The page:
I periodically get requests from students and others to see some of my planning drawings, so I've put together a little gallery
of some of my favorites from past projects. They're not meant to stand alone as good drawings, but you might find them interesting as an example of the thinking that goes into my work at Pixar and AnimationMentor.com. I've included a bunch from my one Ratatouille shot
, which I linked in a previous post.
wow! very nice thumbnails. Mine are usually just stick figures. It cool too see nice drawings like this.ReplyDelete
These are really awesome. Would be great if we could see some of the rougher, not so favorite ones :-P just to get an idea of the range, really interesting the firrences between exploratory thumbnails and planning thumbnailsReplyDelete
Jonathan, I tried to include a wide variety. Some of the Dash running ones are stick figures, and some of the Syndrome ones are extremely loose. I chose thumbnails that I thought communicated my ideas the best. These pretty fairly represent the range of style and detail levels that I work at.ReplyDelete
wow, sweet. need to work on making my thumbnails better, haha!ReplyDelete
Maybe this is too in depth, but how do you decide how far to take a thumbnail? I mean, many times I have very loose thumbnails, and i wonder if it is better making them more refined. Like, even the stick figures have all of the motion etc defined and of the correct proportions for the character.
Anyways, again, huge thanks for this post. It's really nice to see such awesome thumbnails, with such clear and readable posing.
Jonathan, the purpose of a thumbnail is just to communicate the important facts about a pose. For instance, the angle of the hips and shoulders, the curve of the spine, the placement of the feet, etc. Some rudimentary facial expressions may also be in order, depending on the shot. As long as you can clearly communicate these things to yourself (and anyone you may need to show them to) that is far enough. That said, as someone who likes to draw I often find myself embellishing my thumbs with more detail than they need, just because I enjoy the process!ReplyDelete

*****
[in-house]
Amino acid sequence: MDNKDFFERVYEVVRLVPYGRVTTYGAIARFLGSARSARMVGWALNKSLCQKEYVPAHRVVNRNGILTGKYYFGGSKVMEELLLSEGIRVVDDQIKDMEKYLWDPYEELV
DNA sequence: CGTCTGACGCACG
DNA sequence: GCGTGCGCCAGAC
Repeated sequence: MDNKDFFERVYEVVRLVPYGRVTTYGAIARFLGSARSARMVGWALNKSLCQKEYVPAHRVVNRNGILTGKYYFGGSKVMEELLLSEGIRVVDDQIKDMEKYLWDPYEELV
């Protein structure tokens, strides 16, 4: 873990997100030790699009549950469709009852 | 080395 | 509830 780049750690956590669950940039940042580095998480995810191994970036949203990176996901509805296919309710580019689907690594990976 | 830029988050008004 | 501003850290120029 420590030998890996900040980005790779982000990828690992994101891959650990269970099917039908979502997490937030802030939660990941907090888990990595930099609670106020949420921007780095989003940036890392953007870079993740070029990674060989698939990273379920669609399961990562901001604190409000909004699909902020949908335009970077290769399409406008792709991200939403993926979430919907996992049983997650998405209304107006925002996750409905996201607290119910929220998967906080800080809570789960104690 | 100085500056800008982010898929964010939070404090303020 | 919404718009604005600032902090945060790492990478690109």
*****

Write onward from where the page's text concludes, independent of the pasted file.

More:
Awesome! I find my thumbnails are very rough, and basically stick figures, but they do what they intend to do. They definitely help me in preparing for any animations I do for my class.ReplyDelete
Nice, Victor. Do you actually animate Syndrome do the line from The Shining? Can we see it?ReplyDelete
Hey Victor, thanks for posting these thumbs. I especially like your thumbs on how you worked out the Colette spin. Taking a look at your behind the scenes process is invaluable and gold! Thanks!ReplyDelete
Alex, no I didn't. Wait, you were there working on The Incredibles with me! You know better!ReplyDelete
This may be a silly question.. Once you get your boards, how close must you follow them when planning and thumbnailing?ReplyDelete
Dude, those thumbs are amazing! I love them! The ones of Colette skating... holy crap! Ridiculous.ReplyDelete
I started looking at your reels and I just realized the you animated my favorite shot in Cars! "My friend, Guido, he dream to give a real race car a pit stop." Guido bouncing back and forth. Pure genius! I talk about that shot every time we watch Cars which is a lot because my son won't have a good morning without "Eye-ning" and "Sheff".
Thanks for posting those thumbnails!
Thanks for the awesome response! I really appreciate it and the tutorials and everything you put up here. It's really eye opening stuff.ReplyDelete
Thanks for sharing these! Very Inspirational!ReplyDelete
Absolutely fantastic stuff Victor, thank you for putting it online.ReplyDelete
Although, it's somewhat disheartening to see these 'thumbnails' & then look at my *own*. Which by comparison look like they were drawn by a rhinoceros, on a treadmill, in a nightclub. With it's face.
I am envy & awe.
Jorge, it depends on the boards. Sometimes they're very specific and indicate exactly what the director wants, so I try to match them as best I can. Other times the boards are loose and just suggest the main beats of the shot, so I try to make it my own.ReplyDelete
Sugartastic - Thanks!
AJ - if it's any consolation, there are plenty of animators at Pixar who can draw much better than I do, and they make me feel the way you just described about my work...
From your Cars reel I see that you got TONS of shots. You must animate like greased lightning. So how long did it take you to animate your shot in Ratatouille?ReplyDelete
This blog is incredible, I found this post really helpful. I've been thinking about my work processes and how I should go about referencing in general. seeing this makes me feel better about my decisions. I gonna come back here, I have lots to learn. Thanks againReplyDelete
Very cool Victor. I almost like the more rough ones more than I do the more refined ones, most likely because of the movement and the emotion that they convey. Ugh, back to the drawing board! ^_^ReplyDelete
Sugartastic - I think I worked on that one for about a month. I was doing it on my "spare" time, though, so I don't know how many hours I spent.ReplyDelete
Thanks for this gallery, it's very interesting!ReplyDelete